Ready-made playmakers: Clemson's 2021 class is solid, top to bottom

by - Senior Writer -
Carter visited Clemson last fall for the win over FSU.
Carter visited Clemson last fall for the win over FSU.

Clemson's 2021 recruiting class announced Wednesday might have lacked the star power of having three of the nation’s top ten players like the 2020 class had, but it more than made it for it and top-to-bottom consistency and ready-made playmakers.

A total of 18 players had National Letters of Intent signings to play football at Clemson announced Wednesday. The early signing period will conclude on Friday, Dec. 18, prior to National Signing Day on Feb. 3, 2021.

Clemson’s class ranks No. 5 according to ESPN, No. 5 according to 247Sports and No. 6 according to Rivals. Entering this recruiting cycle, Clemson's recruiting classes had finished in the top 15 of at least one of three primary recruiting services (ESPN, Rivals and 247 Sports) every year since 2011.

I was asked on a recruiting call Wednesday which player I saw as the top “get” in the class and I didn’t hesitate in saying Barrett Carter, who is rated as a five-star prospect and a top-35 national prospect in the 2021 class by both Rivals (No. 21 overall) and the 247Sports Composite (No. 33).

Head coach Dabo Swinney told the media Wednesday afternoon that he sees Barrett playing a versatile role, similar to former Clemson defender Isaiah Simmons.

“We’re going to use him in a versatile way,” Swinney said. “He’s not a guy you can kind of put in a box there. He absolutely can play linebacker, there’s no question about that. But we think he could play either safety, we think he could play nickel-SAM – I mean, he is as dynamic a guy as we’ve signed. And if you just watch him and what he’s done offensively as well – he’s fast, he’s got the size and the physicality to play in the box, but he’s got the speed and coverage ability and range to play on the back end.”

Could Carter see the field early in his Clemson career? Corners coach Mike Reed thinks so, saying that opponents will have to find a way to scheme against the 6-foot-1, 220-pounder.

“He’s a guy that teams are going to have to scheme against,” Reed said. “As Coach (Swinney) alluded to, he’s very dynamic, can do a lot. When you have a guy like that, it’s one of those kind of kids you have to be accountable for on every play. You never know where he’s going to line up. I mean, heck, he even played quarterback this year and did a heck of a job as a quarterback, and a running back. So, those type of athletes in our defensive scheme will allow us to do a lot of things.”

In other words, Carter is the kind of defender who will be on the field for all three downs, regardless of the offensive personnel grouping.

“He’s a guy that in today’s world of offensive football and people spreading people out and 12 personnel (one running back and two tight ends), 11 personnel (one running back and one tight end), 10 personnel (one running back and zero tight ends), multiple personnel groupings and those type of things, he’s a guy that can play any down,” Swinney said. “He can play in any package against any personnel that an offense puts on the field. He’s physical enough to hold up against any 12-personnel type of attack. He’s fast enough and athletic and rangy enough to play against a 10-personnel team. There’s really nothing he can’t do.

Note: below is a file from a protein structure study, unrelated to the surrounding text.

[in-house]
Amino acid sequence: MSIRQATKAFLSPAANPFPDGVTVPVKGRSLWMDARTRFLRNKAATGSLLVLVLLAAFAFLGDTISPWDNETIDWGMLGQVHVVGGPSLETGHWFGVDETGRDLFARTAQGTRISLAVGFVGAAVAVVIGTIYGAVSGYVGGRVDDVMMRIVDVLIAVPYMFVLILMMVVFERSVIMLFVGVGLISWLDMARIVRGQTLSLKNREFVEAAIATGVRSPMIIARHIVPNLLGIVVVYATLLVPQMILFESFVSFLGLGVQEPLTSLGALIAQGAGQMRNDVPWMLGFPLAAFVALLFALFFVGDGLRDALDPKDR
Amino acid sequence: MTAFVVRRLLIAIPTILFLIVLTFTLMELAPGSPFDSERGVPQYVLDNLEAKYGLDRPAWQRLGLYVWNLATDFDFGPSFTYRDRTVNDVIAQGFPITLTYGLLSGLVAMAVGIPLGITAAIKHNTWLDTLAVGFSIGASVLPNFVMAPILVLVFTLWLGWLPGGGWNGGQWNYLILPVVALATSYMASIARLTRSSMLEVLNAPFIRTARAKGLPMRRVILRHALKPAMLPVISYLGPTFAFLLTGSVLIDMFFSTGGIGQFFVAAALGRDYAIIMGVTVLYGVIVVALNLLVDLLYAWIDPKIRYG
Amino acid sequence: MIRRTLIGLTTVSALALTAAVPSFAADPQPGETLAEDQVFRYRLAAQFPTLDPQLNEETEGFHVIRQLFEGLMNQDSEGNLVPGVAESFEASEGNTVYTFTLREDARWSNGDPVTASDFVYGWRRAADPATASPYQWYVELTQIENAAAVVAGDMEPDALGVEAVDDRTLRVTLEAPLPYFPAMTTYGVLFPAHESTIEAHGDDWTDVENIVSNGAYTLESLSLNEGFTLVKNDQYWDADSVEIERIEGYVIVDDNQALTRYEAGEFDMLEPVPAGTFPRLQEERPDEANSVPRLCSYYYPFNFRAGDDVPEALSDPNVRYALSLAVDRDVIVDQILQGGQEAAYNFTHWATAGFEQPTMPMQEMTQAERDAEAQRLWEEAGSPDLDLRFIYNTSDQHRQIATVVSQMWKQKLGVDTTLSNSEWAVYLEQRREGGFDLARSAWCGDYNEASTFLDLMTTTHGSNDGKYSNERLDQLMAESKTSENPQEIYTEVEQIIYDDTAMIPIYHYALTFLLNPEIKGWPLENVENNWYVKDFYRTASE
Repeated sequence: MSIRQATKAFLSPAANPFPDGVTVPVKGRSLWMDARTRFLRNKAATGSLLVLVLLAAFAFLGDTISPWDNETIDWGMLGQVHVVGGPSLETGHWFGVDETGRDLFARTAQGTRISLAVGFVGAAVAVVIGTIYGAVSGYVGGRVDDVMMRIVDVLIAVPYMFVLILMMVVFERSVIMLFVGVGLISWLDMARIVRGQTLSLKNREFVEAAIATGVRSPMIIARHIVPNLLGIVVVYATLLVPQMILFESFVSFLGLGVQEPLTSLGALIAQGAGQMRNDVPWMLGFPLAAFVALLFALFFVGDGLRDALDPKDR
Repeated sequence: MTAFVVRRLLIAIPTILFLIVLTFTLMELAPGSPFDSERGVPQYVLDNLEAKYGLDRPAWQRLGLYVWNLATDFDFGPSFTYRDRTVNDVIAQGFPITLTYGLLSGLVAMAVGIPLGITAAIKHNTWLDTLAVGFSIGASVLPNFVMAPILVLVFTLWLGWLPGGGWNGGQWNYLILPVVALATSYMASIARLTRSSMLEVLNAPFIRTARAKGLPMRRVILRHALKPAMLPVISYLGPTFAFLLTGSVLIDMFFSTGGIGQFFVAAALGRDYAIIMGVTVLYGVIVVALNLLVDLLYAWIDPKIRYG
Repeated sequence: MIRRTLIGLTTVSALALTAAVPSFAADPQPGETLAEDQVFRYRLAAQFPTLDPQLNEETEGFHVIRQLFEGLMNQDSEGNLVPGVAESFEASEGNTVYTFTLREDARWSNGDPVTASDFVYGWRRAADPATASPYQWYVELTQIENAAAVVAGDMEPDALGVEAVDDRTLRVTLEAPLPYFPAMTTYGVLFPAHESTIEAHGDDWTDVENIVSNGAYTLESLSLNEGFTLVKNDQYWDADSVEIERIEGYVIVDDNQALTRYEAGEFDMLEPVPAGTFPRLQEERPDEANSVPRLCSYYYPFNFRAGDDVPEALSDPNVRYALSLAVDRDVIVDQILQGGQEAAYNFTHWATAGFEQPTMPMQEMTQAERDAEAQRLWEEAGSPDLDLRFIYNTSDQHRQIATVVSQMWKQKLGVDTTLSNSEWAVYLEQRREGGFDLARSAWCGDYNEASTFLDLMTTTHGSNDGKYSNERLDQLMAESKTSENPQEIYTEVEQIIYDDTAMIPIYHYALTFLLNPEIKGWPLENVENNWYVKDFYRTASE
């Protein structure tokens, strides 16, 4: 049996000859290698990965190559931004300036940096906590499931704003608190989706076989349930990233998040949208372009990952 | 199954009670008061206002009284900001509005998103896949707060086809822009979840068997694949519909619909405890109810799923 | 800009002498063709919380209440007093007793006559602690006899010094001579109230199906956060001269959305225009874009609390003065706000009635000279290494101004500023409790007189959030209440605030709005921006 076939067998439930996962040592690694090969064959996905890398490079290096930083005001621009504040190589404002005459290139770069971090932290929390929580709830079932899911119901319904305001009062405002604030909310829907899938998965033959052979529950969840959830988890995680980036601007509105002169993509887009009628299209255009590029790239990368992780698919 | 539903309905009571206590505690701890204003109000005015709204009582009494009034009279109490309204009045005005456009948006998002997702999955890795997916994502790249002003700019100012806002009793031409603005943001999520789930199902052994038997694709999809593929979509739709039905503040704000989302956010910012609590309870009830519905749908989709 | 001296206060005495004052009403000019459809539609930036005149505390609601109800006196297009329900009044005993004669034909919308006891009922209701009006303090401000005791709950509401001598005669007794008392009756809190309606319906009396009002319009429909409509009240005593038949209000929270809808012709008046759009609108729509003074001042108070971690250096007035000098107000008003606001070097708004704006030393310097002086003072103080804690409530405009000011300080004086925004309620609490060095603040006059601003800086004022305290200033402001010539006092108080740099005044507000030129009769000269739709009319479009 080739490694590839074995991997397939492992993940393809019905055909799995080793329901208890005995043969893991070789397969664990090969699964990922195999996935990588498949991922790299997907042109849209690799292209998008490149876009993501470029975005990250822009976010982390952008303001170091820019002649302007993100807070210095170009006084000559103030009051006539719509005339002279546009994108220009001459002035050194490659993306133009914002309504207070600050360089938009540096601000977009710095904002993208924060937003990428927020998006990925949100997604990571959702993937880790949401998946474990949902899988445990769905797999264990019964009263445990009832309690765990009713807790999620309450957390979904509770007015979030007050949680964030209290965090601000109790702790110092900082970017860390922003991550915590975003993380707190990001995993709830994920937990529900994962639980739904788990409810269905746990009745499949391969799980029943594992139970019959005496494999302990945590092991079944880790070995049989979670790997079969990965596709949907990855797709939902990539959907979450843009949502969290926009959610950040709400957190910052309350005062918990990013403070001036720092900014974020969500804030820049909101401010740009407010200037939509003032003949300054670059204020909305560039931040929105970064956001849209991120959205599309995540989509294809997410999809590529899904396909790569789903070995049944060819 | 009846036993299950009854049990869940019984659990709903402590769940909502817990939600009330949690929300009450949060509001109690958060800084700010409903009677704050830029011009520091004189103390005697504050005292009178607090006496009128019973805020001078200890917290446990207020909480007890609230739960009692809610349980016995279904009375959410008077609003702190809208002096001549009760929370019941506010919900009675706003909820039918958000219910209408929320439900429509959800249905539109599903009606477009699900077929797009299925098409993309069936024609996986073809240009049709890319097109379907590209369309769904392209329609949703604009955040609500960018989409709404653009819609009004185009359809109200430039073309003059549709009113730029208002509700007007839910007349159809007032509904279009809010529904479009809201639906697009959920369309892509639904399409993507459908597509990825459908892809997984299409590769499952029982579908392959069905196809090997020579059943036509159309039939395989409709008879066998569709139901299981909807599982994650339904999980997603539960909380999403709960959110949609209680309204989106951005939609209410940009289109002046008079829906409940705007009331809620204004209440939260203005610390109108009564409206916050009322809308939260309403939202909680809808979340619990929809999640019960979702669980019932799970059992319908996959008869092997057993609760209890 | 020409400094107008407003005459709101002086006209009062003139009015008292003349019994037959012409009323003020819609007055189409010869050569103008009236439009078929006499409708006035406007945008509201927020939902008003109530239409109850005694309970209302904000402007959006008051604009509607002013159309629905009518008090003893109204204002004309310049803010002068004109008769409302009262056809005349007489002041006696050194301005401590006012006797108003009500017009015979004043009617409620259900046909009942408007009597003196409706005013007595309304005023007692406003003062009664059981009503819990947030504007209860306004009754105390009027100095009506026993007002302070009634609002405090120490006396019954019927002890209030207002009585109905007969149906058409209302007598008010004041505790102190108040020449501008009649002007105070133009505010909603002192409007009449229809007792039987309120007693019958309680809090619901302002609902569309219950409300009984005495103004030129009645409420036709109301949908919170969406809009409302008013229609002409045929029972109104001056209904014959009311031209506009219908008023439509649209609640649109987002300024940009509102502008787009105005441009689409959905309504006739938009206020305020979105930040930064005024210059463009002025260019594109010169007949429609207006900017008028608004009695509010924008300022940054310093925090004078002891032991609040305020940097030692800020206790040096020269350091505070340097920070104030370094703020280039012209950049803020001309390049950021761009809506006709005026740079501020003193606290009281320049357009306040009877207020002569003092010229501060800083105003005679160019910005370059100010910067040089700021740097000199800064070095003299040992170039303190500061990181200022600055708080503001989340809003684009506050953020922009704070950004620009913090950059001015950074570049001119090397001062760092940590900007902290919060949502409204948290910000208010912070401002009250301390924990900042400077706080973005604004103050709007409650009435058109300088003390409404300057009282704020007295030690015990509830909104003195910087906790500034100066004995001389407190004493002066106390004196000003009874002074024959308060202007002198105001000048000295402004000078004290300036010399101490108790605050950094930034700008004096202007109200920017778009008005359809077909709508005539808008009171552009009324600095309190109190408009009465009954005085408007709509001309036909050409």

“I think again, just his versatility, it’s hard to just kind of pencil him in. He’s one of those guys we’ll figure out, like an Isaiah Simmons. We’ll figure him out as we go, but you’ll see him do a lot of different things throughout his career.”

Another player to watch out for is Will Taylor, the quarterback out of Dutch Fork who will also play baseball for Monte Lee. Swinney says Taylor has the wheels to play wide receiver but will start out learning the quarterback position.

"He's a winner, No. 1. High-character kid. Goes back to a couple of years ago in camp. He was working QB,” Swinney said. “He's not quite as big as you'd like in a quarterback. But I really wanted to see him as a receiver, so I put him at wideout in camp and wanted to see how natural it was. It took about two minutes. First of all, he can fly. His acceleration makes him special. His lateral quickness and vertical acceleration. And he's got natural ball skills. Very confident kid.

"The big thing for me watching him was realizing he could legitimately play QB for us. In this world we're in now, in the transfer portal era, I've had Will in my mind for a while. We are going to train him as a QB in the first year, but move him to wideout. I think he has a chance to be elite at receiver. But he will have the foundation of being a quarterback in place."

North Carolina running back Will Shipley has drawn comparisons to Carolina Panthers running back Christian McCaffrey. Swinney was asked if Shipley compares to any player he’s coached.

"Not really. Not that I've coached. The only kid that jumps out is maybe the McCaffrey kid,” Swinney said. “Similar in he's powerful, fast, dynamic. Nothing he can't do. And he's big. He has a rare combination of size and speed. I haven't had a guy like him with that size to this point, so he's pretty unique."

Another defender specifically mentioned by Swinney was defensive end Zaire Patterson.

"Zaire transitioning to football full-time and giving up the hoops dreams, he's realized his future is with football,” Swinney said. “Quarantine has been good to him. First time we saw him, he was 205 pounds. Now he's 240-plus. Big-time athlete."

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